Tube smear is common to most vintage pressings and this is no exception. The copies that tend to do the best in a shootout will have the least (or none), yet are full-bodied, tubey and rich.
If you have five or ten copies of a record and play them over and over against each other, the process itself teaches you what’s right and what’s wrong with the sound of the album. Once your ears are completely tuned to what the best pressings do well that the others do not do as well, using a few specific passages of music, it will quickly become obvious how well any given pressing reproduces those passages.
The process is simple enough. First, you go deep into the sound. There you find something special, something you can’t find on most copies. Now, with the hard-won knowledge of precisely what to listen for, you are perfectly positioned to critique any and all pressings that come your way.
What We’re Listening For on The Cat Walk
- Energy for starters. What could be more important than the life of the music?
- The Big Sound comes next — wall to wall, lots of depth, huge space, three-dimensionality, all that sort of thing.
- Then transient information — fast, clear, sharp attacks for the piano, horns and drums, not the smear and thickness common to most LPs.
- Tight, note-like bass with clear fingering — which ties in with good transient information, as well as the issue of frequency extension further down.
- Next: transparency — the quality that allows you to hear deep into the soundfield, showing you the space and air around all the players.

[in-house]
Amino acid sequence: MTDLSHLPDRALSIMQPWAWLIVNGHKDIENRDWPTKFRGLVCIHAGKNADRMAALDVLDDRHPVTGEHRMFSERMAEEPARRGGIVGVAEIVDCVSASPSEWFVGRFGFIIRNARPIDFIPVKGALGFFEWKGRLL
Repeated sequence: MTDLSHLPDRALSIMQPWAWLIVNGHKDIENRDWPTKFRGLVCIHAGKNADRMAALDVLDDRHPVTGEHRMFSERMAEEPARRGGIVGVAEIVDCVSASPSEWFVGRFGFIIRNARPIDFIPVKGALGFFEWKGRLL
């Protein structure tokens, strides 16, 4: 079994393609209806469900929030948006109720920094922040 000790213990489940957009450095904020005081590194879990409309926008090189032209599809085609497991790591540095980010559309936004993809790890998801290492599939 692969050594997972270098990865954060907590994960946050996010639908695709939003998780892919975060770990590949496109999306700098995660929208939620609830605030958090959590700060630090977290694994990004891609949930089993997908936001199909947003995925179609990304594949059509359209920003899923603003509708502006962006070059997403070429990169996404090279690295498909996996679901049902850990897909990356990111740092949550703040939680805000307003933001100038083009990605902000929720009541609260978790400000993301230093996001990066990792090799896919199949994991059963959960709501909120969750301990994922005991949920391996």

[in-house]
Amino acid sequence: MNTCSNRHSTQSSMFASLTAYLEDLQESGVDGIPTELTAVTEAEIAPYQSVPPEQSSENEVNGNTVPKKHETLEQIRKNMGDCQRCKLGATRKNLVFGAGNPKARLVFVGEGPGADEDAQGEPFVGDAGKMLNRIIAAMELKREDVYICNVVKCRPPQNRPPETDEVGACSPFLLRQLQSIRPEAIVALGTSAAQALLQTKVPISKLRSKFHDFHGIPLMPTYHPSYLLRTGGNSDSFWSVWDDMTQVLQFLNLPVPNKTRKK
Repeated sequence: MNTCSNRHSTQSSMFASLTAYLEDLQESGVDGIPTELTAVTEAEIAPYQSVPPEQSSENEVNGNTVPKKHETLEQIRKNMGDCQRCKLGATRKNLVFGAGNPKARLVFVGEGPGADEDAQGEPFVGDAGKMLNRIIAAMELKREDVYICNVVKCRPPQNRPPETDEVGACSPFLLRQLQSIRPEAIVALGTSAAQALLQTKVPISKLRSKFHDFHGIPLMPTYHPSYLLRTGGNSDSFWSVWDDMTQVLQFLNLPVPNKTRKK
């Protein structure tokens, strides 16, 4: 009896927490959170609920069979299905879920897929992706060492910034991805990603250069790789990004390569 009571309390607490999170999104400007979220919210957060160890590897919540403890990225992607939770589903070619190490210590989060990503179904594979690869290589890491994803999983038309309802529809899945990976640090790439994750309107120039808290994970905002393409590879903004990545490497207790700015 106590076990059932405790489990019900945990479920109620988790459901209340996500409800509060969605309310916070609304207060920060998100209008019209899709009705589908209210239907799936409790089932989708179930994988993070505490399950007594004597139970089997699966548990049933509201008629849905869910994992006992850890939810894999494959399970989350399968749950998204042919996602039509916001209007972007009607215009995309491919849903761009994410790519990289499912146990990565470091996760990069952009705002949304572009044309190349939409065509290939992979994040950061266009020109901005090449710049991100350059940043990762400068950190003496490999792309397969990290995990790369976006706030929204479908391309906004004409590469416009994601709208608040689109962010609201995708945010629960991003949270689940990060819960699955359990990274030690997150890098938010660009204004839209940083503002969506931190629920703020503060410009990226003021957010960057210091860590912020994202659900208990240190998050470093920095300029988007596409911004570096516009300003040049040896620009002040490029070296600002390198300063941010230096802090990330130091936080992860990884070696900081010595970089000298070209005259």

- Then: presence and immediacy. The musicians aren’t “back there” somewhere, way behind the speakers. They’re front and center where any recording engineer worth his salt — Rudy Van Gelder in this case — would have put them.
- Extend the top and bottom and voila, you have The Real Thing — an honest to goodness Hot Stamper.
Donald Byrd – trumpet
Pepper Adams – baritone saxophone
Duke Pearson – piano
Laymon Jackson – bass
Philly Joe Jones – drums
Say You’re Mine
Each Time I Think Of You
The Cat Walk
Hello Bright Sunflower
AMG 4 Star Review
Trumpeter Donald Byrd and baritone saxophonist Pepper Adams worked together on several recordings between 1958 and 1961, and The Cat Walk (released on LP in 1962) is among the best.
A quintet setting, with pianist Duke Pearson (another longtime Byrd collaborator), bassist Laymon Jackson, and a lively Philly Joe Jones on drums joining the front line of Byrd and Adams, the sessions for The Cat Walk benefited from the writing and arrangement skills of Pearson, who contributes three compositions here, the impressive opener “Say You’re Mine,” “Duke’s Mixture,” and “Hello Bright Sunflower,” which borrows its melodic structure from the opening bars of “Lullaby of Broadway” and features Byrd using a muted trumpet.
Byrd contributed the title track, which attempts to capture the coiled, taut, but somehow still relaxed and assured gait of a tomcat, thanks in no small part to Jones’ inspired drumming which hits the mark with stops and turns and smooth run-outs that are indeed very feline in nature. Byrd’s playing throughout is typically sleek and lyrical, and Adams’ sturdy, husky baritone sound is the perfect counterbalance, making The Cat Walk an essential Byrd purchase.